Tuesday, December 27, 2016

Evolution of an Algorithm

In linear algebra, the Coppersmith–Winograd algorithm, named after Don Coppersmith and Shmuel Winograd, was the asymptotically fastest known matrix multiplication algorithm until 2010. It can multiply two  matrices in  time. This is an improvement over the naïve  time algorithm and the  time Strassen algorithm. Algorithms with better asymptotic running time than the Strassen algorithm are rarely used in practice, because the large constant factors in their running times make them impractical. It is possible to improve the exponent further; however, the exponent must be at least 2 (because an  matrix has  values, and all of them have to be read at least once to calculate the exact result).
In 2010, Andrew Stothers gave an improvement to the algorithm,  In 2011, Virginia Williams combined a mathematical short-cut from Stothers' paper with her own insights and automated optimization on computers, improving the bound to  In 2014, François Le Gall simplified the methods of Williams and obtained an improved bound of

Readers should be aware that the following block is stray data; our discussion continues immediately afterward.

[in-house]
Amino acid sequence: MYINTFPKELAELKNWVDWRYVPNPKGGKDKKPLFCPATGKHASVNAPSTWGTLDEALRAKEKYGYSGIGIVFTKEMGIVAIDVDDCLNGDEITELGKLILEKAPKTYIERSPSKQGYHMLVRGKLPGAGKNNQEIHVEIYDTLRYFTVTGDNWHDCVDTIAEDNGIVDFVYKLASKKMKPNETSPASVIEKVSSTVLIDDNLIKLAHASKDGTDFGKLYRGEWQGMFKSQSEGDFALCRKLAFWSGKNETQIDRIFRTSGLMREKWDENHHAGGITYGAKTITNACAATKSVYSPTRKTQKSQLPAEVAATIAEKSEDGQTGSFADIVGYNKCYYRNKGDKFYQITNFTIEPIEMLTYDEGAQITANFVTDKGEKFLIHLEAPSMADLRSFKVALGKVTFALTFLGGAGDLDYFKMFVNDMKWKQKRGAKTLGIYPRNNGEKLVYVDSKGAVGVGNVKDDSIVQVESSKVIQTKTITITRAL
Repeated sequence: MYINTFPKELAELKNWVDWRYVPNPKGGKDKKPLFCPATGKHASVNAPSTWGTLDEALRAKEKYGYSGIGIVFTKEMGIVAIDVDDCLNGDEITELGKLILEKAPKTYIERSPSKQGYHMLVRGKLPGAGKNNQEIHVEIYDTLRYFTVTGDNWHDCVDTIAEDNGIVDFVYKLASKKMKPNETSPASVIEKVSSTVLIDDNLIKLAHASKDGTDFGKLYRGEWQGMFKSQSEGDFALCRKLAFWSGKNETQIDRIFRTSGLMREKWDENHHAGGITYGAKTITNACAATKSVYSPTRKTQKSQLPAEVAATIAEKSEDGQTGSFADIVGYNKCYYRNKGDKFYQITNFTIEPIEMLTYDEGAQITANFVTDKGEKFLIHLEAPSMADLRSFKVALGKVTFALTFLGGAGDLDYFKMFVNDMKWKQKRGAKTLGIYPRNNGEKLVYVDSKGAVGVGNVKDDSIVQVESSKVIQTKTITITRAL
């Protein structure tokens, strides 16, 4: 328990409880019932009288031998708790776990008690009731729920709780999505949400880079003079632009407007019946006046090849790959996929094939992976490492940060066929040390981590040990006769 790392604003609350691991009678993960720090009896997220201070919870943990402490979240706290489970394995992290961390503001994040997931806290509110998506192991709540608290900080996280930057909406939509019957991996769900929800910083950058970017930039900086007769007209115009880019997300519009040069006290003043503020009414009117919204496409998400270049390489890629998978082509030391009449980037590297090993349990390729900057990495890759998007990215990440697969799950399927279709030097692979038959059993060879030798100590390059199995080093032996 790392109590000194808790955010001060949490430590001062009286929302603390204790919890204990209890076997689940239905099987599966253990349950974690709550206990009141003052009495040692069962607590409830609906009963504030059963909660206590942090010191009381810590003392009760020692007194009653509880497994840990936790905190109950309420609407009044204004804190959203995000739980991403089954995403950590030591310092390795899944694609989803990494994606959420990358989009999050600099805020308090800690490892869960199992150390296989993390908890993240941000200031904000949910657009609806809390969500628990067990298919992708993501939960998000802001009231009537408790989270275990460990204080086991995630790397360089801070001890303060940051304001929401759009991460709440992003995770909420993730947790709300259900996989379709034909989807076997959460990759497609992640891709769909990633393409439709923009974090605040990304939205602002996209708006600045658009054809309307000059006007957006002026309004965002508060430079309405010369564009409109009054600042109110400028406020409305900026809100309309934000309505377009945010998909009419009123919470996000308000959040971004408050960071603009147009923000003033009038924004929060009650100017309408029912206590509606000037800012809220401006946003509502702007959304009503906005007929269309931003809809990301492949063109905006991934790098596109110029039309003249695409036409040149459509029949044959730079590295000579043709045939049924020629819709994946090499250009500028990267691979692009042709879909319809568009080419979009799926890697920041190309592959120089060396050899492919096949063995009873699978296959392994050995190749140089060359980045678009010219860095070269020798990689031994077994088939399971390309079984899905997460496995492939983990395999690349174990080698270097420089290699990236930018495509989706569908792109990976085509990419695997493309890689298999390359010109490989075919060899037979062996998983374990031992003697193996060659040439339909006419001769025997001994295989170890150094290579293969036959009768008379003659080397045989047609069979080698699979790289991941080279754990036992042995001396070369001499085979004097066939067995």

The Coppersmith–Winograd algorithm is frequently used as a building block in other algorithms to prove theoretical time bounds. However, unlike the Strassen algorithm, it is not used in practice because it only provides an advantage for matrices so large that they cannot be processed by modern hardware.

Source: Wikipedia, Coppersmith–Winograd algorithm

Karatsuba Fast Multiplication Algorithm